Dream Catchers

Dream catchers.

dream ideas
THE RIDER
Bronze, Patina and Native Wood
21″ x 63″ x 5.25″, 2014
By Holly Wilson

They’re those lovely, circular, Native American mandalas with the woven centers.

Legend has it they catch your dreams. Folklore tells us, they filter the content and only the good dreams are delivered to the dreamer. Good dreams slip through the hole in the center of the circle and slide down the feathers to be effortlessly deposited in the dreamer’s head. Bad dreams get caught in the webbing…ceasing to exist. Finito.

I suspect I need a dream catcher without the holes. My dream catcher might need to look more like…well…a drum. My dreams, also known as ideas, often, slip through, surfing the wisps of air…lost in the breeze. They are never seen or heard from again. Perhaps I could find my dreams on a milk carton. I should look there. (click to Tweet)

dream catcherI have plenty of ideas…but there isn’t a “catcher.” Like, Lewis Carroll’s, Alice in Wonderland, “sometimes I’ve believed as many as six impossible things before breakfast.” The problem is, I don’t remember them. Throughout this week there must have been at least a half-dozen blog topics that traipsed across my mind, tickling my imagination with their compelling content…then…

Nada.

I know I’m not alone.

The busyness of life can leave us fallow. (click to Tweet) It’s not that we don’t have inspirational thoughts and ideas, NO! We simply permit “real life demands” to yank our imagination in the direction of “responsible reality” and the ideas slip away – VANISH! Pity.

This phenomenon is not specific to artists, because, believe it or not, all work is creative. I remember working with executives about 5 years ago on this very topic. I gave them permission, insisting they gaze out the window, take some quiet time to get ahead of the issues on the horizon. They were urged to find suitable, proactive solutions to all sorts of event and concerns. I encouraged them to value their ideas, those crazy thoughts – those inklings and notions can be priceless. We need to gaze at the clouds. We need some SPACE.

And a little notebook.

You have one, don’t you? Or the “notes” feature on your cell phone? I have both. Seems I’ve forgotten to take advantage of them this week. Small notebooks are dream catchers…they’re helpful tools for accessing and honoring your muse.

As a matter of fact, just through the exercise of writing this has prompted recollections of some of the topics I’d forgotten. Now, I’m ahead of the curve for next week. Don’t worry – they’re safely logged into my little book.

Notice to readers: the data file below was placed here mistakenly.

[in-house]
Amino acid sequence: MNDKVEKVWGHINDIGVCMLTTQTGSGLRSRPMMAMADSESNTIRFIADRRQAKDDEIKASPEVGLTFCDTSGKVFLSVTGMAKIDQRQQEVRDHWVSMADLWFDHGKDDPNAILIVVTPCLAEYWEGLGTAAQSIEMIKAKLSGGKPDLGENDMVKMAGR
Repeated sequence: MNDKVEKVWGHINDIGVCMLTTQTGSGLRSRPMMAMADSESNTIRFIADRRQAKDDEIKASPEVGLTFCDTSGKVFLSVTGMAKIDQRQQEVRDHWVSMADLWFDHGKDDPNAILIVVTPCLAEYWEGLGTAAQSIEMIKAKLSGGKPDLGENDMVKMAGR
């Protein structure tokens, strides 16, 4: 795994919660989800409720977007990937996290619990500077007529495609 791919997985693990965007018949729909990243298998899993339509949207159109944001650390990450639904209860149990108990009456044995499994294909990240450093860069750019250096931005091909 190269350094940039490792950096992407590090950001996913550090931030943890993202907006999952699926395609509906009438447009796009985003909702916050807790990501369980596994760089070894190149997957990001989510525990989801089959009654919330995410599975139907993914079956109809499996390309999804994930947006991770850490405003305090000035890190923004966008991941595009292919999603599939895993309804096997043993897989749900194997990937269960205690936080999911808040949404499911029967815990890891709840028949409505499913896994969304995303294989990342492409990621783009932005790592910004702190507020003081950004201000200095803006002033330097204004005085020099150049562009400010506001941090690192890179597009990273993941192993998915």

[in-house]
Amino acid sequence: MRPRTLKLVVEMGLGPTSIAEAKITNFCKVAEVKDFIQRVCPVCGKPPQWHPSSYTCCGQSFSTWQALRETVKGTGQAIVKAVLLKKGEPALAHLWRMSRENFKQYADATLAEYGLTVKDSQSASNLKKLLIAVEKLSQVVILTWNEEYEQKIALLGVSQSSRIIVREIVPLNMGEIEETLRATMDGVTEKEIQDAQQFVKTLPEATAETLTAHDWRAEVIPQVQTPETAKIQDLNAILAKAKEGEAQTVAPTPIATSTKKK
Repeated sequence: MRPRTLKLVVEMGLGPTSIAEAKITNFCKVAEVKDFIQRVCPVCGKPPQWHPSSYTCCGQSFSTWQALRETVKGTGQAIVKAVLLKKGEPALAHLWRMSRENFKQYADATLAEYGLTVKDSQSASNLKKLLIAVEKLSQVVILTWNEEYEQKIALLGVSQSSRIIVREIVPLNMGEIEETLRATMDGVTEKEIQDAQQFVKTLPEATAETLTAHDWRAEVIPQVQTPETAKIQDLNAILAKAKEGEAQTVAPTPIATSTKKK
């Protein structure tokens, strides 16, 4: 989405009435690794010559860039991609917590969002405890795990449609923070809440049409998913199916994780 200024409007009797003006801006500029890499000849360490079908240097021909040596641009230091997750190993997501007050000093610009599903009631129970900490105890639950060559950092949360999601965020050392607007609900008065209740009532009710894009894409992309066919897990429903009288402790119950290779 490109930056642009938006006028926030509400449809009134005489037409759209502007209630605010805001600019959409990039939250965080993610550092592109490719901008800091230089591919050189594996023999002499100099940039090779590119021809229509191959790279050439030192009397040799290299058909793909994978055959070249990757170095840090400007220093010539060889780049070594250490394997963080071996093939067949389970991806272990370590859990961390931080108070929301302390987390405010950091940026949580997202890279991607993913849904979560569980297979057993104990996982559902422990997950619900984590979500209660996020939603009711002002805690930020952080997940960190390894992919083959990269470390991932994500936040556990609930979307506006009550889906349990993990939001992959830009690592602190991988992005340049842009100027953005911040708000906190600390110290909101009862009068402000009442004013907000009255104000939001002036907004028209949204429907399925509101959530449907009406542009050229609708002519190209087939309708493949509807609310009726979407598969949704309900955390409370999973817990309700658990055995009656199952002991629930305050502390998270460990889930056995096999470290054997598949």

Catch Your Dreams,

Signaturef

 

 

 

I’d like to thank my friend, Artist Holly Wilson, for generously providing the image of her sculpture, “The Rider,” to art up this blog. Holly is a sculptor whose Native American heritage gives her a leg up with storytelling and (I’m guessing) dream catching. Holly shared the story about this sculpture (see below). For more about Holly, or her work, check here and check out Urban Indian 5.

Holly and her daughter were taking a walk and found the stick used in the sculpture. Together, they made up a story. (I paraphrase)

 A young girl playing outside hears a rustling in the bushes. She finds and dragon, with a long body and tail. The dragon asks, “Can you see me? Only my rider can truly see me.” The girl replies, “Yes.” The child rides the dragon through the skies the rest of the afternoon. Her mother looks out a window and sees the girl playing with a stick. Everyone’s experience is uniquely their own!

Thus, “The Rider” by Holly Wilson was born.

 

Michelle Andres is a coach, writer and artist who champions others to follow the path less traveled; the path that leads straight to their joyful hearts.♥ Contact her for a gentle hand holding or a swift ass kicking.Writer, Artist, Coach

Find her on Facebook or Twitter

Find out about Coaching Packages to Jump Start Off Your Creative Career

Join the Tribe for Updates

 

4 Replies to “Dream Catchers”

  1. Great article and love the story behind the sculpture. Oh to have that childlike imagination again! Sometimes we need to let go of our adult educated brains and allow the child to return.

    1. I think our childlike imaginations are alive and well IF we know how to access them. For me, it requires a safe place and a time when the world is not making demands. It seems to be most difficult to access on demand, so I’m grateful for it when it shows up!

  2. I think drawing spontaneously awakens a childlike imagination found in all of us…But drawing impromptu, ad lib, freely on paper (no prior planning) with ink and lead is messy and anathema to a creative result. I find the cure for this dichotomy is in a deft use of typists correction fluid. A facility with it means a capability to erase mistakes, lighten dark areas, and a robust color white to design with…Not to replace drawing skills but to exercise more drawing power.

Leave a Reply

Your email address will not be published. Required fields are marked *